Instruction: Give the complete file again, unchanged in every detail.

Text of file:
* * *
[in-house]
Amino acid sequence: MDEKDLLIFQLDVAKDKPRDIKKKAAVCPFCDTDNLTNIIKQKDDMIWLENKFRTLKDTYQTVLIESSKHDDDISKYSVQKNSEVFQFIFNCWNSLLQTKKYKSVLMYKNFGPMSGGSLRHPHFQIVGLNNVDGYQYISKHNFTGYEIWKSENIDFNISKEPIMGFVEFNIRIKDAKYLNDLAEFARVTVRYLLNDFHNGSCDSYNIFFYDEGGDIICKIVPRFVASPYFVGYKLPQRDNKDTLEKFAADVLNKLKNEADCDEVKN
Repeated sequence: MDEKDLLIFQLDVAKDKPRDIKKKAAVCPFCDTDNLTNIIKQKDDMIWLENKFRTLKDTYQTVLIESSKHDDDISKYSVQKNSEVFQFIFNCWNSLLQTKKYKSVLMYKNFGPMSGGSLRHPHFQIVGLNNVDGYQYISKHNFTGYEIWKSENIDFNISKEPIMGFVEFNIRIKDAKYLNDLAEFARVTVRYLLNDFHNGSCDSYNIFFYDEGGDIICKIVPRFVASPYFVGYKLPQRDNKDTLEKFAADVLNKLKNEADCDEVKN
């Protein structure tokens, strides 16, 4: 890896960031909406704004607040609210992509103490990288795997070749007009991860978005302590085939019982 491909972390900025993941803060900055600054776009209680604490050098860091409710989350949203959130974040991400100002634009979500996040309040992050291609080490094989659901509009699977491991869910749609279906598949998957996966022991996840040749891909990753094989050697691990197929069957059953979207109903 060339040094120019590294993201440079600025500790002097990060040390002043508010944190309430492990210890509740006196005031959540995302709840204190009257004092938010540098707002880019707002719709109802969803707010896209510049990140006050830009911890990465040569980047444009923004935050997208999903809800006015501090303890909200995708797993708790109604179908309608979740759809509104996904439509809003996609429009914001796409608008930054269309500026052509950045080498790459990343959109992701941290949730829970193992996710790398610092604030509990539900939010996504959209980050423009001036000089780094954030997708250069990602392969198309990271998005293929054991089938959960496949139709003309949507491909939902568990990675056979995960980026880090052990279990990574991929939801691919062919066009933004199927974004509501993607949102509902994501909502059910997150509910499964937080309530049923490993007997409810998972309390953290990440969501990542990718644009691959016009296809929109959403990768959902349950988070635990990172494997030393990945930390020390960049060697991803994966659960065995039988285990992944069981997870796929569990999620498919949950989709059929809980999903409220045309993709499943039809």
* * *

[in-house]
Amino acid sequence: MDEKDLLIFQLDVAKDKPRDIKKKAAVCPFCDTDNLTNIIKQKDDMIWLENKFRTLKDTYQTVLIESSKHDDDISKYSVQKNSEVFQFIFNCWNSLLQTKKYKSVLMYKNFGPMSGGSLRHPHFQIVGLNNVDGYQYISKHNFTGYEIWKSENIDFNISKEPIMGFVEFNIRIKDAKYLNDLAEFARVTVRYLLNDFHNGSCDSYNIFFYDEGGDIICKIVPRFVASPYFVGYKLPQRDNKDTLEKFAADVLNKLKNEADCDEVKN
Repeated sequence: MDEKDLLIFQLDVAKDKPRDIKKKAAVCPFCDTDNLTNIIKQKDDMIWLENKFRTLKDTYQTVLIESSKHDDDISKYSVQKNSEVFQFIFNCWNSLLQTKKYKSVLMYKNFGPMSGGSLRHPHFQIVGLNNVDGYQYISKHNFTGYEIWKSENIDFNISKEPIMGFVEFNIRIKDAKYLNDLAEFARVTVRYLLNDFHNGSCDSYNIFFYDEGGDIICKIVPRFVASPYFVGYKLPQRDNKDTLEKFAADVLNKLKNEADCDEVKN
């Protein structure tokens, strides 16, 4: 890896960031909406704004607040609210992509103490990288795997070749007009991860978005302590085939019982 491909972390900025993941803060900055600054776009209680604490050098860091409710989350949203959130974040991400100002634009979500996040309040992050291609080490094989659901509009699977491991869910749609279906598949998957996966022991996840040749891909990753094989050697691990197929069957059953979207109903 060339040094120019590294993201440079600025500790002097990060040390002043508010944190309430492990210890509740006196005031959540995302709840204190009257004092938010540098707002880019707002719709109802969803707010896209510049990140006050830009911890990465040569980047444009923004935050997208999903809800006015501090303890909200995708797993708790109604179908309608979740759809509104996904439509809003996609429009914001796409608008930054269309500026052509950045080498790459990343959109992701941290949730829970193992996710790398610092604030509990539900939010996504959209980050423009001036000089780094954030997708250069990602392969198309990271998005293929054991089938959960496949139709003309949507491909939902568990990675056979995960980026880090052990279990990574991929939801691919062919066009933004199927974004509501993607949102509902994501909502059910997150509910499964937080309530049923490993007997409810998972309390953290990440969501990542990718644009691959016009296809929109959403990768959902349950988070635990990172494997030393990945930390020390960049060697991803994966659960065995039988285990992944069981997870796929569990999620498919949950989709059929809980999903409220045309993709499943039809």